So defunding Obamacare became the new war cry. It passed the House, went to the Senate, where Cruz then promptly told reporters it would die. At that moment, Cruz morphed from the Pied Piper of House Republicans into the man on the Most Wanted sign. He had left them out on a limb. "He's a demagogue," one senior House Republican told me, then going on to detail how Cruz was shooting "his own team from behind" and other choice descriptions.

So Cruz had no choice but to mount his own faux-filibuster, which went nowhere. The Senate passed a clean bill to fund the government, and the rest is history.

But a funny thing happened on the way to the national stage: The president decided not to cave, and Republicans treated this as if it were shocking that he would not gut his single biggest legislative achievement.

Shutdown endgame
Defunding Obamacare a 'fool's errand'
McKeon: Enrollment in 'single digits'

But something else happened, too. The health care exchanges -- the heart of Obamacare -- came online, and it was a mess. The White House that had been lauded for its technical acumen suddenly looked like a bunch of Luddites. The system crashed, bobbed and frustrated. The White House refused to release reliable numbers so the public's level of participation could be gauged.

It landed with one big thud, which would have been a big problem for the administration, except for this: Nobody was talking about it, because the country was preoccupied with the shutdown.

So Republicans had accomplished the seemingly impossible: They trampled their own message on Obamacare. They finally had a great hook. But what were they doing instead? Scrambling to find ways to re-fund parts of the government to curb public outrage.

Great strategy.

Oh, and by the way, we could wind up paying all of those furloughed workers. Sure, this isn't their fault. But look at it this way: A government drowning in red ink is paying people not to work.

Another great moment.

All of which brings us up to date in this dysfunctional story. So Obamacare had a crashing start, the government is shut down, and the deadline to raise the debt ceiling is a week away. And the debt ceiling, as you know by now, is the bigger problem: no Social Security checks, no Medicare, high interest rates, and on and on. Everyone -- save for some debt ceiling deniers -- believes it can't happen. So what to do?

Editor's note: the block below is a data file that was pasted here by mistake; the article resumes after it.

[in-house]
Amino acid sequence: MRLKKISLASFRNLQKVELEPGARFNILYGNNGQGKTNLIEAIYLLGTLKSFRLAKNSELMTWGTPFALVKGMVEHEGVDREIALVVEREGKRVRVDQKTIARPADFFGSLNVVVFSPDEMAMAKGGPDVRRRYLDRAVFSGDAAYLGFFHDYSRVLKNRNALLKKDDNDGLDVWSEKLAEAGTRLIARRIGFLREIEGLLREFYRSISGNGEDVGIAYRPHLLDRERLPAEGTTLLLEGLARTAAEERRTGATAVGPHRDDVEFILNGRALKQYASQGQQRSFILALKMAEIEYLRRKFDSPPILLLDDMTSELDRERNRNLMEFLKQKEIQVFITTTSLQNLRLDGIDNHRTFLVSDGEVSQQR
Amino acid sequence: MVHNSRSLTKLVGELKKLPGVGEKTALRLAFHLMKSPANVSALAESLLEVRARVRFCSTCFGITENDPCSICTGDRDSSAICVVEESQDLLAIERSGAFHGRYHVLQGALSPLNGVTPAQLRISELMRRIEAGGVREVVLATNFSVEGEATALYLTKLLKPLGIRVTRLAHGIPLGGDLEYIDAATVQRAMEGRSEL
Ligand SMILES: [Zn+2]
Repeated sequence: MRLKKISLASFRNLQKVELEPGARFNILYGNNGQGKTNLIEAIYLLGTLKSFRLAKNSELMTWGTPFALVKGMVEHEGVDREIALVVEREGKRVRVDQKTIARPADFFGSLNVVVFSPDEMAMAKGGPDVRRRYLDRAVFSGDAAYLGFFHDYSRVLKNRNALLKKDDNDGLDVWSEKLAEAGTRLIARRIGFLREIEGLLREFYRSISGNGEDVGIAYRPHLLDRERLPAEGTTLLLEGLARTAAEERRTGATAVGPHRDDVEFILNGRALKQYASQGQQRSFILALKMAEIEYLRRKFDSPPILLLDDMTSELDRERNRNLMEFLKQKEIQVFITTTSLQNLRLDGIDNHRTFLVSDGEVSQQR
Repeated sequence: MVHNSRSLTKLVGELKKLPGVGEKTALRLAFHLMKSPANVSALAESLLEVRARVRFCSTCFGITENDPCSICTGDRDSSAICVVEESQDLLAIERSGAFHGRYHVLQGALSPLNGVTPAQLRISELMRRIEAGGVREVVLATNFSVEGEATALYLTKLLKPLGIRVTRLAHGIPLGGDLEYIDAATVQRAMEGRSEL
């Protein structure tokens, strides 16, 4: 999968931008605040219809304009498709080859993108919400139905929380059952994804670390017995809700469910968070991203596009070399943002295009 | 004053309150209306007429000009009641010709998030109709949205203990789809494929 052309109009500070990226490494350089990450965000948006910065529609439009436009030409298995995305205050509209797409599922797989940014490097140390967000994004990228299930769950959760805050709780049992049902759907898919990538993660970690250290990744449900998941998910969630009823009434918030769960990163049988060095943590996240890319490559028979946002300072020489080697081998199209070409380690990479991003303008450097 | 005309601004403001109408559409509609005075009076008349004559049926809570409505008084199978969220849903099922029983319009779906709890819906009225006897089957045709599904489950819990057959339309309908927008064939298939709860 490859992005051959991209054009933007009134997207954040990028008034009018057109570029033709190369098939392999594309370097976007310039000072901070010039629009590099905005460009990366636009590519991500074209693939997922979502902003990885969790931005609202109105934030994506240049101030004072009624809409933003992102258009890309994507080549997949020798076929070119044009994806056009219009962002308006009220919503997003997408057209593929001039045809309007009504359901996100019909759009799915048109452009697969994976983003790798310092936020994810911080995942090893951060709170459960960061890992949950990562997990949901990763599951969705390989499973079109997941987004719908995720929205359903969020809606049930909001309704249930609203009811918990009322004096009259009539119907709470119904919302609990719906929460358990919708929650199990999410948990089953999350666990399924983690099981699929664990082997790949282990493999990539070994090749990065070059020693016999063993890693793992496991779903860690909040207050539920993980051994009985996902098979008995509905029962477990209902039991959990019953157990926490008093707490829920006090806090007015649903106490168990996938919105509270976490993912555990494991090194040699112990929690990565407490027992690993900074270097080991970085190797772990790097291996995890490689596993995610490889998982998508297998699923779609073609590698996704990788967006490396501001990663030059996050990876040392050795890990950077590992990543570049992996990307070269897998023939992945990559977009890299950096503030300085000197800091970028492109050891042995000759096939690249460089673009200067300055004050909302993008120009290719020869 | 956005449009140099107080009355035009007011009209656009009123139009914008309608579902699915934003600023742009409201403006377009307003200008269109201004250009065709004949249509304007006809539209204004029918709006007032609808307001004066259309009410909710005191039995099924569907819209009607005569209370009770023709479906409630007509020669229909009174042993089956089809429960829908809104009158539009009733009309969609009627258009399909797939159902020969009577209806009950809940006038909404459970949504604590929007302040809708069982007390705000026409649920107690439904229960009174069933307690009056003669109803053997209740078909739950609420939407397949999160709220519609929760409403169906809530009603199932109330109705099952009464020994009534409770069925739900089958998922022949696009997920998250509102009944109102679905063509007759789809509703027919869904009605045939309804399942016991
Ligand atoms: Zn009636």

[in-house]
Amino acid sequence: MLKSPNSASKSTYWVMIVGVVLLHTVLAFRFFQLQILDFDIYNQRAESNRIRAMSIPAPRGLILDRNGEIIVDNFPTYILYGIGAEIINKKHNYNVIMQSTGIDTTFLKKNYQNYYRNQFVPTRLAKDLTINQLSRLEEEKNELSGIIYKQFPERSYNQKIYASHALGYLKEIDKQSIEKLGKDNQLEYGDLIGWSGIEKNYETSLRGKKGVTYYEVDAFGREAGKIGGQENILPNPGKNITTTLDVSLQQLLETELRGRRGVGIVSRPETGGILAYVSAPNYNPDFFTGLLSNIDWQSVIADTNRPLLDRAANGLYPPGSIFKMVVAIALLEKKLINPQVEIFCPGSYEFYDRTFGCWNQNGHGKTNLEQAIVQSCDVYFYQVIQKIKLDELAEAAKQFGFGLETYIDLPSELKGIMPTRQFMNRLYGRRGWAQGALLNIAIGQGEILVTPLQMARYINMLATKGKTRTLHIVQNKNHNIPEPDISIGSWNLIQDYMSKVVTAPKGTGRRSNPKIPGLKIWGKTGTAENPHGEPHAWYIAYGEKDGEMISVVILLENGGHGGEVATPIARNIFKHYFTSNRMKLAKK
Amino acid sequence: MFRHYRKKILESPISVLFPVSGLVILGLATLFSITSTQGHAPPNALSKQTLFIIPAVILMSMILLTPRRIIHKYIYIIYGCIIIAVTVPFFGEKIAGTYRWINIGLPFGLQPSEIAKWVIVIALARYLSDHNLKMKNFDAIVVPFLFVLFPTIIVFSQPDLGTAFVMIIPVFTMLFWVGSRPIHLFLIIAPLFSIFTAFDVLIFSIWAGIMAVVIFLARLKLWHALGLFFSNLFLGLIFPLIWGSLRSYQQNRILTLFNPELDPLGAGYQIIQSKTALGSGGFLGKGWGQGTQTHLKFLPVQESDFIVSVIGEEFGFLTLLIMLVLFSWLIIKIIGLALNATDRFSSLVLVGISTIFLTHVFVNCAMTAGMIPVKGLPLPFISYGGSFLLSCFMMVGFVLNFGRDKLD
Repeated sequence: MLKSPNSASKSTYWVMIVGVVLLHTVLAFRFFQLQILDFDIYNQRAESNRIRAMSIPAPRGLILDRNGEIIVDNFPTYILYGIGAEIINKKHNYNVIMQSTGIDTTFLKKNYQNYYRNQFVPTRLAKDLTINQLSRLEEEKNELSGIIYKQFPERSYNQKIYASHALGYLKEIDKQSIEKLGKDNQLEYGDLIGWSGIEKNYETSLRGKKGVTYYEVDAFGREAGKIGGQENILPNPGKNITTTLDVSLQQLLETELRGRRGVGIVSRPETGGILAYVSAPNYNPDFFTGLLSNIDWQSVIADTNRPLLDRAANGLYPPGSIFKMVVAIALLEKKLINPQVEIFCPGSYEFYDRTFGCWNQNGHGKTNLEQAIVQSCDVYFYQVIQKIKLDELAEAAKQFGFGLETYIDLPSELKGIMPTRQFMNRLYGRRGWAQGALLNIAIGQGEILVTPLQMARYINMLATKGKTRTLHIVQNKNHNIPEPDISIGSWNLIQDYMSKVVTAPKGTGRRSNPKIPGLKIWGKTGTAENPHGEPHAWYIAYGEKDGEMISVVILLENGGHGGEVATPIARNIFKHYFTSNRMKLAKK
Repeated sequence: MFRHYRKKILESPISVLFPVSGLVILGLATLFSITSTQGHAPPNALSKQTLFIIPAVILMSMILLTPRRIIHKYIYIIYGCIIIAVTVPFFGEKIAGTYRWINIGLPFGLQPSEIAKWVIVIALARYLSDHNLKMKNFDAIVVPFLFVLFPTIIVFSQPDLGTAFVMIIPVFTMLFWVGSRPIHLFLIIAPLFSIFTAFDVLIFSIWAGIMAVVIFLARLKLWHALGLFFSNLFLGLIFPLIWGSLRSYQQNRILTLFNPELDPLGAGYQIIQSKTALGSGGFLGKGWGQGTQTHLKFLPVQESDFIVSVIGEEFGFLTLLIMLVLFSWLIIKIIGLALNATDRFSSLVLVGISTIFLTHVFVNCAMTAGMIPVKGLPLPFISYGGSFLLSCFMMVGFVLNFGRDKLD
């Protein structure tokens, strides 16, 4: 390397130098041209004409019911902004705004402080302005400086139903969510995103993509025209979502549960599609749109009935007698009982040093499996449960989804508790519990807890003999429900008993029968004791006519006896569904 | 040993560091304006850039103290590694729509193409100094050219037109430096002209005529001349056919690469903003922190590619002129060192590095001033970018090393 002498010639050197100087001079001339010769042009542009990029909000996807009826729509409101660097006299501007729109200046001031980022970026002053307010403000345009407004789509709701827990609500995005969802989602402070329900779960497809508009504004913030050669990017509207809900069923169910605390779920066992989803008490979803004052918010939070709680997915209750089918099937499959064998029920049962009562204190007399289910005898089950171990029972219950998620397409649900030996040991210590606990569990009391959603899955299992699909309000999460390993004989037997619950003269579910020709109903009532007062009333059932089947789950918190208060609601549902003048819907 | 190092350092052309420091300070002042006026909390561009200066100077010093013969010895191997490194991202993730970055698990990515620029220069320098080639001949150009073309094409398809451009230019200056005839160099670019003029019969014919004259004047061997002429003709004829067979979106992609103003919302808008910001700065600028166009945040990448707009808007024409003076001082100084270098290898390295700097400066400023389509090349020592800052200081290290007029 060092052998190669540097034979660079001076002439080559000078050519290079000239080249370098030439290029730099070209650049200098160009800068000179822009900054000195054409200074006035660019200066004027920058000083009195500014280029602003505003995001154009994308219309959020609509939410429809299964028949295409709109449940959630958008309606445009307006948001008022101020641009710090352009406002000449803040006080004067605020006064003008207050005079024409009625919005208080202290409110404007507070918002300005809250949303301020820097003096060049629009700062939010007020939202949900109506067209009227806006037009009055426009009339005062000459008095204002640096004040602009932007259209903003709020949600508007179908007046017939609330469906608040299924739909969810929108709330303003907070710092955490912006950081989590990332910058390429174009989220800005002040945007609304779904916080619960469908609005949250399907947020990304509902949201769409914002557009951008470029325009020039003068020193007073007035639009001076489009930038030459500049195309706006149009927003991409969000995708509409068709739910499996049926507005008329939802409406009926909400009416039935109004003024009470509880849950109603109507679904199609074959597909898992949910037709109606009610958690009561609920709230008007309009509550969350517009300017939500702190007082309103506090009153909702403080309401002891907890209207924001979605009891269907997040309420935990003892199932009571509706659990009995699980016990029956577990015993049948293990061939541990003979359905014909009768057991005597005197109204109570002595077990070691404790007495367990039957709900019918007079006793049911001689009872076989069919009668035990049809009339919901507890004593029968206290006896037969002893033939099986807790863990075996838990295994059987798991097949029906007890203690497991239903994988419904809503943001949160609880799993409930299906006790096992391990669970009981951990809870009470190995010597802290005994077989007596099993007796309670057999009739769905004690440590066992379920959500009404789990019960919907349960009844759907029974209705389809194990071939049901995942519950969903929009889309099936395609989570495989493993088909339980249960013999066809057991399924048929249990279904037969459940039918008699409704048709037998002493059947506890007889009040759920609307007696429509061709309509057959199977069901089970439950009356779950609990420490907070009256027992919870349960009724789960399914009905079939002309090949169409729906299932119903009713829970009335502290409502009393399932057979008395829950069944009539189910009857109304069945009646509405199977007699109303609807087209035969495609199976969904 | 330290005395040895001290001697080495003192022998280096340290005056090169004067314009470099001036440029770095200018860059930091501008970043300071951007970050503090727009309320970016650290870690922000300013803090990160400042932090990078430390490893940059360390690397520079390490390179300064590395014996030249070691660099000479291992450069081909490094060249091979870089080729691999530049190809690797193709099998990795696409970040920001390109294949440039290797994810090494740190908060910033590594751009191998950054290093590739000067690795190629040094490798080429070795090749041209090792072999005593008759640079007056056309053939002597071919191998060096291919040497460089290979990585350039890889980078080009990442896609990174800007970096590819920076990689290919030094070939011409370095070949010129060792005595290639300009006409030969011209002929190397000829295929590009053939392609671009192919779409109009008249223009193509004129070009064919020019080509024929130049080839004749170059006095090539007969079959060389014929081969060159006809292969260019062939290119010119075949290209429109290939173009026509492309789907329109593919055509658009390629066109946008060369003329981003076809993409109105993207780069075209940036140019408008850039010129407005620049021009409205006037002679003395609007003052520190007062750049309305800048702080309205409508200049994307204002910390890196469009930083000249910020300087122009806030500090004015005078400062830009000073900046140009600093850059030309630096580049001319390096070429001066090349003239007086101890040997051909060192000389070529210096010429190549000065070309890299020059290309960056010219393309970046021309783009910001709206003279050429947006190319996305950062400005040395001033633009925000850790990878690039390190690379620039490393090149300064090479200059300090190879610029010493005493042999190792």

If you look closely here, you will see that something very profound has changed: Republicans seem to have pressed the delete key on talk of defunding Obamacare. They can't get it done. Their poll numbers are tanking. They're panicking. And some cooler heads I have spoken with are privately making the same point: Wasn't it always unfair to promise people something the Republicans knew they could never deliver (defunding Obamacare)?

So Boehner, no fool, carefully turned the page on all of this, moving to the terra firma he always wanted to be on in the first place: deficit reduction. Tie a package of spending cuts to raising the debt ceiling, he says. That's what has always been done. We are being reasonable about this.

No, says the president. You're not being reasonable. You tried to kill my health reform bill, so no negotiation until you fund the government and raise the debt ceiling without anything attached.

In the end, they will probably find a short-term way to fund the government and raise the debt ceiling and continue to argue over spending and taxes. But the House GOP scheme, abetted by Cruz and outside conservatives, will become a case for the civics classes. A study of the newly perverse politics of our time, and how a government was brought to its knees over a fight only a few wanted to wage -- that everyone secretly knew could never be won.

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The opinions expressed in this commentary are solely those of Gloria Borger.